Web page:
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Why the "Atlas Shrugged" Movie Bombed

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Despite effusive praise from some Ayn Rand fans and followers, the long-awaited screen adaptation of the controversial author's 1957 novel "Atlas Shrugged" has been a failure.

The critics disdained it, awarding it a measly 6 percent "fresh tomatoes" (for good) on the widely read Rotten Tomatoes website. Of course, the vast majority of critics are left-liberal and therefore anti-Rand. Her "Objectivist," ultra-free-market philosophy would be anathema to them. So a certain amount of bias must be factored in. But that percentage is pathetic.

Furthermore, with the exception of those few fans, the public has, as the cliche goes, stayed away in droves. The movie opened at No. 14, dropped to 18 on its second weekend and looks to be tanking fast. And this was Part 1 of a supposed three-part trilogy. Don't hold your breath for Parts 2 and 3.

So what went wrong? In a word, screenplay. The novel was poorly adapted in what feels like a rushed fashion. It has wooden characters delivering wooden lines (that are largely exposition anyway) with an entirely predictable, poorly paced plot set in an oddly anachronistic near future.

Some say, well, Rand's novel is more or less like that. Possibly. But film is a different, obviously more photographic medium with its own demands and, in the end, it is Rand's ideas that are particularly poorly served here. The "Atlas Shrugged" filmmakers forgot the old Hollywood saw, "If it ain't on the page, it ain't on the stage." It's a truism for a reason.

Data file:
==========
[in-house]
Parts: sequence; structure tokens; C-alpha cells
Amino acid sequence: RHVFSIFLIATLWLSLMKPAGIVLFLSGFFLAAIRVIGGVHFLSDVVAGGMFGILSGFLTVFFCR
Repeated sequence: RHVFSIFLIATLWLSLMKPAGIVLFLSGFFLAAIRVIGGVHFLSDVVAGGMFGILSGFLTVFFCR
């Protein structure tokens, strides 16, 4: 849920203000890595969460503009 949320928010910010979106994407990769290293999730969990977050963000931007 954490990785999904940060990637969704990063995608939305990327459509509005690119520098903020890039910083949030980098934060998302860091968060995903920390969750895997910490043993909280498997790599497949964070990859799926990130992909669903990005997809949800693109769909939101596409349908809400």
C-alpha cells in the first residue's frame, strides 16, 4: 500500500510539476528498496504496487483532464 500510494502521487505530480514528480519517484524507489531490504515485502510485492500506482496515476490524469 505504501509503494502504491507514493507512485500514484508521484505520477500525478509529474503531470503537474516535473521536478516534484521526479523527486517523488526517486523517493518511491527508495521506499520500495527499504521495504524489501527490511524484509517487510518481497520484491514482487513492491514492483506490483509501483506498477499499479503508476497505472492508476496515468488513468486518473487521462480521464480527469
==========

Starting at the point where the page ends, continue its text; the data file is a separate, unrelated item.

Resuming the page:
But enough of beating up on "Atlas Shrugged," the movie. What can conservatives or libertarians learn from this fiasco?

The right has long complained about being discriminated against in Hollywood.

And no doubt they are to greater or lesser degrees. But whining about this bias (being "Victocrats," in Larry Elder's pungent term) is only part of the solution — and a very small part. The real solution — in fact the only ultimate solution — is to produce work of your own.

But therein lies the rub. The work has to be good. Having the correct political views (left or right) is again only a part of the solution — and an even smaller part.

First comes art, then (distantly) comes politics. If you're not up to the job artistically, you might as well stay home. And filmmaking is not a simple art. As a screenwriter of intermittent success with a movie of my own coming out in late June, I have viewed this up close. Who knows how many of the scripts that everyone seems to be writing actually get filmed, but it is substantially less than 1 percent. And how many of those (ask yourself) actually become good movies?

The number is minuscule. Maybe a half-dozen a year. Just wanting to do it is not enough. It's not even close. You can't ask the will to do the work of the imagination, as Sergei Diaghilev pointed out. First you have to have that imagination (that is, real creative talent) and exercise it, work hard at it. Think about the story, not about the politics. Make the characters vivid, the plot compelling. Then the politics will follow.

To go the other way around is a certain prescription for defeat. In great storytelling, the politics is most often subliminal. Even when it is not (George Orwell), the situation of the people dominates — their plight is what holds our interest.

And above all, remember this: In movies, the script isn't everything. It's more than everything!

To find out more about Roger L. Simon, and read features by other Creators Syndicate writers and cartoonists, visit the Creators Syndicate webpage at www.creators.com.

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THE "ATLAS SHRUGGED" FIASCO

THE "ATLAS SHRUGGED" FIASCO



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